Attorney: Transferred workers might be better off than at IU

  • Sept. 26, 2013

By Jon Blau

As an employee benefits attorney and an Indiana University alum, Kelly Kuglitsch, like many people, had a visceral reaction to news that employees at IU had been laid off and would be rehired by a temp agency.

It was a relatively small group of employees, 50 in a department of 650, and IU had other incentives to make the switch, but it fit employer trends nationwide to limit potential obligations to provide health insurance under the Affordable Care Act.

On the other hand, Kuglitsch, employee benefits counsel with the Milwaukee firm of Davis and Kuelthau, said there could be an upside for these workers as “Obamacare” moves forward.

IU was not planning on offering hourly employees health insurance. And, depending on how many hours these 50 workers receive with the Manpower agency and the affordability of that plan, they may not get benefits there, either. But the opening of health care exchanges Oct. 1 will soon offer people without workplace coverage the chance to purchase insurance with a subsidy.

Americans have been focused on getting health insurance from their employers for years, Kuglitsch said, but once the Affordable Care Act is fully implemented, the pendulum could swing and the exchanges could bring rates that are more affordable to people who can’t find full-time employment.

IU may not want to offer insurance to hourly employees and expand its $215 million health care budget, but the exchange could offer a remedy. The law specifies that workers who are not offered plans with a specific range of coverage at a rate less than 9.5 percent of the employee’s income will be able to buy health insurance for lower rates on the exchange.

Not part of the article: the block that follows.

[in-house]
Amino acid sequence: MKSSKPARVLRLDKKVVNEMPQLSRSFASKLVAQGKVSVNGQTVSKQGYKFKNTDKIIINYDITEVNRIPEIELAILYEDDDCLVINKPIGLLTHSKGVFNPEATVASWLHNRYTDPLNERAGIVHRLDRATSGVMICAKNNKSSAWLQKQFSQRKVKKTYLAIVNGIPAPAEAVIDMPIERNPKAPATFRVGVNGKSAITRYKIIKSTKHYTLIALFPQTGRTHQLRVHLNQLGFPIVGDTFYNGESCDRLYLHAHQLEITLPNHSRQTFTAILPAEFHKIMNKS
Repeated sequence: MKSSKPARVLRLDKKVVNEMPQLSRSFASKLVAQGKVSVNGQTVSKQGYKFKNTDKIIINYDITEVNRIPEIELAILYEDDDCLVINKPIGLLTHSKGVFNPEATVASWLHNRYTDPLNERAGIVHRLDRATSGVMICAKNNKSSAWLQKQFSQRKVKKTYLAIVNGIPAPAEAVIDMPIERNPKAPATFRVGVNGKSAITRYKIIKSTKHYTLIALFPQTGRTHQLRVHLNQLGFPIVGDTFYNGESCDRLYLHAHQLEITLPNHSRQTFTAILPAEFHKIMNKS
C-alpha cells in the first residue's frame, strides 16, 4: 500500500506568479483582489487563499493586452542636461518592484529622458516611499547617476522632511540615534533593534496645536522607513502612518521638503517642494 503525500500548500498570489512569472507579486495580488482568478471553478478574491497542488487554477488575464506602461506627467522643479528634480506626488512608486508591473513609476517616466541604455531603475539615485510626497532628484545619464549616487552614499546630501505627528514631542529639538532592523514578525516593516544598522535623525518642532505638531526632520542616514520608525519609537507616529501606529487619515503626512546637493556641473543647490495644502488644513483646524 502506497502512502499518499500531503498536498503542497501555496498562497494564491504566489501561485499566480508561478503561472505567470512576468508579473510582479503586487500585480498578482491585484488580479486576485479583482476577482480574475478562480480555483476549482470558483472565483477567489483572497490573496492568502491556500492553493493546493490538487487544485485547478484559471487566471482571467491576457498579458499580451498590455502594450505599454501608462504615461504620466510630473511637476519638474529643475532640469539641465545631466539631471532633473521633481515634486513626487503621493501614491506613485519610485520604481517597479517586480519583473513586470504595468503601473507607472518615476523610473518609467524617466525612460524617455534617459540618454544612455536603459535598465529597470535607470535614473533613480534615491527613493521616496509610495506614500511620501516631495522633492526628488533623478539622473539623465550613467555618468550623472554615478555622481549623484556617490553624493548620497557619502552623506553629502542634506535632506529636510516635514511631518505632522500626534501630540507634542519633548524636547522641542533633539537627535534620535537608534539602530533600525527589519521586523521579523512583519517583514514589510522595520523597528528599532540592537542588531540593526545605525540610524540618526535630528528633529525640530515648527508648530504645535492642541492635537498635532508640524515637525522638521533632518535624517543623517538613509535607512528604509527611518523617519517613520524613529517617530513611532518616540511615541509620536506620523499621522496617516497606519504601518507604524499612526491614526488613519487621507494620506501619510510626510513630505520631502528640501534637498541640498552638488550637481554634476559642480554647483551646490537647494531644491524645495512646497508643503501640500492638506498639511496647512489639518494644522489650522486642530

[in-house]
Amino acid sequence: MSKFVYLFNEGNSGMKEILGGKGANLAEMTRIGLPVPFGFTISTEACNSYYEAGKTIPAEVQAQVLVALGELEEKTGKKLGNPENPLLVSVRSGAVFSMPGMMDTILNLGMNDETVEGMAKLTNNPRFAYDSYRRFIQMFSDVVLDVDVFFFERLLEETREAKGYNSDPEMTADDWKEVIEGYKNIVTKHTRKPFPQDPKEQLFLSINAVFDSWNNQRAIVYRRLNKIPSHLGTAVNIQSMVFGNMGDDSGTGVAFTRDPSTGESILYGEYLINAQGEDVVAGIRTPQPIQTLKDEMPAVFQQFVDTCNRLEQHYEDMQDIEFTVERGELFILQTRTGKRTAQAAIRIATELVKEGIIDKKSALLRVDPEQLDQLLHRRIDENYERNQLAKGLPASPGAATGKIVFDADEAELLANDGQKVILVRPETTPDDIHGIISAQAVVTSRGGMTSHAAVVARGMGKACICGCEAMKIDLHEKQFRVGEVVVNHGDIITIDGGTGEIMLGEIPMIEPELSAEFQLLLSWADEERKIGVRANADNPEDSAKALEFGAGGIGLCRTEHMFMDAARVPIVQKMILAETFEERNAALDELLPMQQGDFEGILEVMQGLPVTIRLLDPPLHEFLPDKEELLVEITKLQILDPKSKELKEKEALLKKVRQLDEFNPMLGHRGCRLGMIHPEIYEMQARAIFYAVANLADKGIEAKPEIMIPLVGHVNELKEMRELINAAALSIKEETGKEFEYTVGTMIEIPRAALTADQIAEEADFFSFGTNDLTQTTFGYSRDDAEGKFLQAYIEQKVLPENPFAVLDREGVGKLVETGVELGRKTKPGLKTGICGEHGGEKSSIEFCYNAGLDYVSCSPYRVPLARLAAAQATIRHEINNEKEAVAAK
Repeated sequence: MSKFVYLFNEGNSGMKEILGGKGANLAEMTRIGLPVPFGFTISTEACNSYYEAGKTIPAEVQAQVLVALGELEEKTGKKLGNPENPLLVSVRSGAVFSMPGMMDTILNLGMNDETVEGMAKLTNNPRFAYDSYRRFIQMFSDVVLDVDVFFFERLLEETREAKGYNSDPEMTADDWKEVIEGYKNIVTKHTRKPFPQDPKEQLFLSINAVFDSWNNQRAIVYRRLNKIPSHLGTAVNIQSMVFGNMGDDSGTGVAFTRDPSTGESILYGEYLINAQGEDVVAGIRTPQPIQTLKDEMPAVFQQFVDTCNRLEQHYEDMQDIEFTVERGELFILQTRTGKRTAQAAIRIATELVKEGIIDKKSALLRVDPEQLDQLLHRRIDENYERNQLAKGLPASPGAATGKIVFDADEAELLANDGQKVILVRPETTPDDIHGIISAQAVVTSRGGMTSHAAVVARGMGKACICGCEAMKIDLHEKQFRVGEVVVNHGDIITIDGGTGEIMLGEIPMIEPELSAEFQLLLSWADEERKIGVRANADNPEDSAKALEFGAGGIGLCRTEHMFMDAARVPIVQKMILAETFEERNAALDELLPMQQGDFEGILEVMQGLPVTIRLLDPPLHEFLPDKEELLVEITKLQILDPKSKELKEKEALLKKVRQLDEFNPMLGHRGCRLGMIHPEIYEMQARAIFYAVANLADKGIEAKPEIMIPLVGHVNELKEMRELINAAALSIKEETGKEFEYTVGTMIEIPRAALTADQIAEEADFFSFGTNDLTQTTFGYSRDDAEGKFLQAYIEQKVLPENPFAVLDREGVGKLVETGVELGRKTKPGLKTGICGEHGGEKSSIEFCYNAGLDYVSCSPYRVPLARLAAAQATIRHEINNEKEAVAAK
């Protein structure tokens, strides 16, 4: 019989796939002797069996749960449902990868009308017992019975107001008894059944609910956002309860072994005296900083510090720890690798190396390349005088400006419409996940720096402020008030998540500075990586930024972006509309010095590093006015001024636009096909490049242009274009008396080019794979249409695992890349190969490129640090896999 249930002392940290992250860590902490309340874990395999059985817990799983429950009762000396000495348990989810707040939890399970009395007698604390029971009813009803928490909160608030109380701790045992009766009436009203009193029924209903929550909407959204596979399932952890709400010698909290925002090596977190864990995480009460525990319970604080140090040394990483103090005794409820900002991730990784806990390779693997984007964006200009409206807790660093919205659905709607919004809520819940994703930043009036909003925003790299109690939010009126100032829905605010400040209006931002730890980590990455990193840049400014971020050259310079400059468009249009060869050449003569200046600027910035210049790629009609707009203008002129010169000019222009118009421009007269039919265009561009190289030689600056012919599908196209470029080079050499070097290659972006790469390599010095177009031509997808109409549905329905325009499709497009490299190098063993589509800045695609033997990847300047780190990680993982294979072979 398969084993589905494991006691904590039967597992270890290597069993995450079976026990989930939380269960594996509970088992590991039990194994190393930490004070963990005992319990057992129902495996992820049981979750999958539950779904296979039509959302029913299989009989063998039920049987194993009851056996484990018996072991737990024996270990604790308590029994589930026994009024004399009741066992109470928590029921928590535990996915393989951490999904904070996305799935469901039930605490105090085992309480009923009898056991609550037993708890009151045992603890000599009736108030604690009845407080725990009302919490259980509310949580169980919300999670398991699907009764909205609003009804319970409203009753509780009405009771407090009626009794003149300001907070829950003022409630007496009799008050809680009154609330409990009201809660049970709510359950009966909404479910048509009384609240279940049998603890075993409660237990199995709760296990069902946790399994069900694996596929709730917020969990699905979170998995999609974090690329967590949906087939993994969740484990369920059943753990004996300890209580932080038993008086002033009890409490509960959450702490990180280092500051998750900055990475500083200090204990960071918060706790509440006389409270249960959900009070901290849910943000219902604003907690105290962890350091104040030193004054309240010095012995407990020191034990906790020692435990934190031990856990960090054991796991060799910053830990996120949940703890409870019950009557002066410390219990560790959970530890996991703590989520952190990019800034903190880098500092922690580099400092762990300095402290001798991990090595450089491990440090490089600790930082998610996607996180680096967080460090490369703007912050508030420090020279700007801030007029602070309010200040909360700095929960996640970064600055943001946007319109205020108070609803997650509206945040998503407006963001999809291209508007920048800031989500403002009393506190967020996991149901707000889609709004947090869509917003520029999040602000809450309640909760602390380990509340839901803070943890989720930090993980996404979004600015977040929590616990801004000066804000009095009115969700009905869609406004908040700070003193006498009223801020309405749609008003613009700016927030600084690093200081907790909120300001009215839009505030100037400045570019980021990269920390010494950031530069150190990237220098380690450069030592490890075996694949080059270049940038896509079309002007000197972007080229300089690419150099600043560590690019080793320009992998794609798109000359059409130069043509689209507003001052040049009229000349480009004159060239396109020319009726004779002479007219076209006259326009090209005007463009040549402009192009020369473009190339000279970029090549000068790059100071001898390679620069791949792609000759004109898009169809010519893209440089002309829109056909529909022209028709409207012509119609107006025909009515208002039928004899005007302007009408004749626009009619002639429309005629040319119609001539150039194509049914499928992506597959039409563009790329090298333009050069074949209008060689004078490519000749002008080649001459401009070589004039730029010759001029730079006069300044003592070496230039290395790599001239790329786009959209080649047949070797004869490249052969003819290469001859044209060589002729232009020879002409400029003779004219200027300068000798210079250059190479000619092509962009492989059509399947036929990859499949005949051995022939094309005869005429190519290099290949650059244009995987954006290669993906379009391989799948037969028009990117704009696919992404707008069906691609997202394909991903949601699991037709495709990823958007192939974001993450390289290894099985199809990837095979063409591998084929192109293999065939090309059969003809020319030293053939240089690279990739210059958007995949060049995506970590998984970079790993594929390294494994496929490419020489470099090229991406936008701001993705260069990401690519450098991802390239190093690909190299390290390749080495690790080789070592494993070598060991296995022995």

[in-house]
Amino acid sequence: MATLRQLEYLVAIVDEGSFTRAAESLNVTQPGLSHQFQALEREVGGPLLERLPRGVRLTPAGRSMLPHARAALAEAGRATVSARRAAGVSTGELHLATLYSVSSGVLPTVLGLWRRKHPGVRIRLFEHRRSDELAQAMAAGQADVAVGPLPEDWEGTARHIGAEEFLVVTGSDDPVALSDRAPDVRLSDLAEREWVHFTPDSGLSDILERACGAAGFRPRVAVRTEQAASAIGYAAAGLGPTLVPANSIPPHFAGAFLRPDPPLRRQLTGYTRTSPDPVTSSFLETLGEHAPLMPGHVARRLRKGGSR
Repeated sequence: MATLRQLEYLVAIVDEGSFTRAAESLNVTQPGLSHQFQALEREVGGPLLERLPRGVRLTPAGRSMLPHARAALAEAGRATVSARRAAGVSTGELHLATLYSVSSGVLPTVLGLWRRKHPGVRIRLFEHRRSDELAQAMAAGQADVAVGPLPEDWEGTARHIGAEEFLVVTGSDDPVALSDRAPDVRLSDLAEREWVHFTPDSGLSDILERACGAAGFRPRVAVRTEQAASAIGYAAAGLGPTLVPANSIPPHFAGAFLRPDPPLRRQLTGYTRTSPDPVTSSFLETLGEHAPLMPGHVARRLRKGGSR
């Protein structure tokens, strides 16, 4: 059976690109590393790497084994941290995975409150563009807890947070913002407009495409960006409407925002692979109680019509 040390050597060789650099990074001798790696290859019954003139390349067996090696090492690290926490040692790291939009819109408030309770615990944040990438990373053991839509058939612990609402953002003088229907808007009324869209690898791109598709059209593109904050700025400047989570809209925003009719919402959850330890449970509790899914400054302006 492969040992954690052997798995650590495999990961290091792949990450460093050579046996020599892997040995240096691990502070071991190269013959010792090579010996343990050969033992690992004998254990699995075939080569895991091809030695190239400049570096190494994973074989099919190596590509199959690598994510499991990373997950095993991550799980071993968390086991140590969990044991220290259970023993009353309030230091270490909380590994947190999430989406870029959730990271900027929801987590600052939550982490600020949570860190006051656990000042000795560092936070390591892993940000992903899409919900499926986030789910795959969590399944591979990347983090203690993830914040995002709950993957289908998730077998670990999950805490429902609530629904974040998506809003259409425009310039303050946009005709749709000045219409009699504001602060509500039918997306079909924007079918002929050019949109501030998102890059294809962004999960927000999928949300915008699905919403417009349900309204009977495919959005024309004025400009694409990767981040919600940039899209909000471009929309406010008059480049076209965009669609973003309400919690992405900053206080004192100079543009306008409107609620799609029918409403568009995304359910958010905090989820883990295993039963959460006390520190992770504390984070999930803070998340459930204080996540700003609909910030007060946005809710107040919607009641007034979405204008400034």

“It sounds terrible that IU isn’t offering health insurance to these people,” Kuglitsch said, “but this may end up being better for them.”

The 50 Manpower employees who will contract with IU will be offered a benefits plan, as well as the ability to contribute to a 401(k) retirement savings plan, according to Manpower spokeswoman Mary Ann Laskey. They will also receive short-term disability benefits and have access to 4,000 online course through Manpower’s Training and Development Center.

Laskey did not comment, however, on specifics of the medical plan because it’s considered proprietary information.

Watching employment trends during the law’s first wave, Kuglitsch does fear that temp agencies across the country might choose to incur fines per employee rather than insuring their workforce; the fine is $2,000 per employee if they insure none of their employees, $3,000 per uninsured employee if they offer health insurance to some employees and not others. Temp workers can also be kept under 29 hours, a phenomenon she said has become more common in the restaurant and retail industries and has happened on a smaller scale at IU.

Agencies like Manpower are also attractive to some employers, Kuglitsch said, because they can offer a larger pool of workers to choose from, each accruing 29 hours a week. Kuglitsch said she expects more guidance from the government concerning temp agencies, because the Internal Revenue Service may consider some reorganizations that feature temp agencies a “sham” and consider the temp employee’s main work site its true employer.

One scheme the IRS already anticipates is where a temp workers spends 29 hours with one employer and has a separate arrangement, outside of the temp agency, to collect more hours with the same company.

“The IRS is good at collecting revenue when it wants it,” Kuglitsch said.

IU spokesman Mark Land reiterated that the move to Manpower for 50 employees at the university is not a “test,” and there are no further plans to contract employees from temp agencies. About 10,000 part-time workers are employed at IU during the course of a year. But Land said, in the end, the number of employees who have and will actually see their hours reduced as the law unfolds should be a significantly smaller portion of that group.

Land said he does not have more specific numbers on the total number of hourly employees who have seen or could see their hours cut back to 29 hours, but Dan Rives, the university’s head of human resources, is scheduled to provide more specifics on the Affordable Care Act’s effects on IU during an October Board of Trustees meeting.

 Editor's note: This story from The Bloomington Herald-Times is being published here as a courtesy for readers of IU in the News.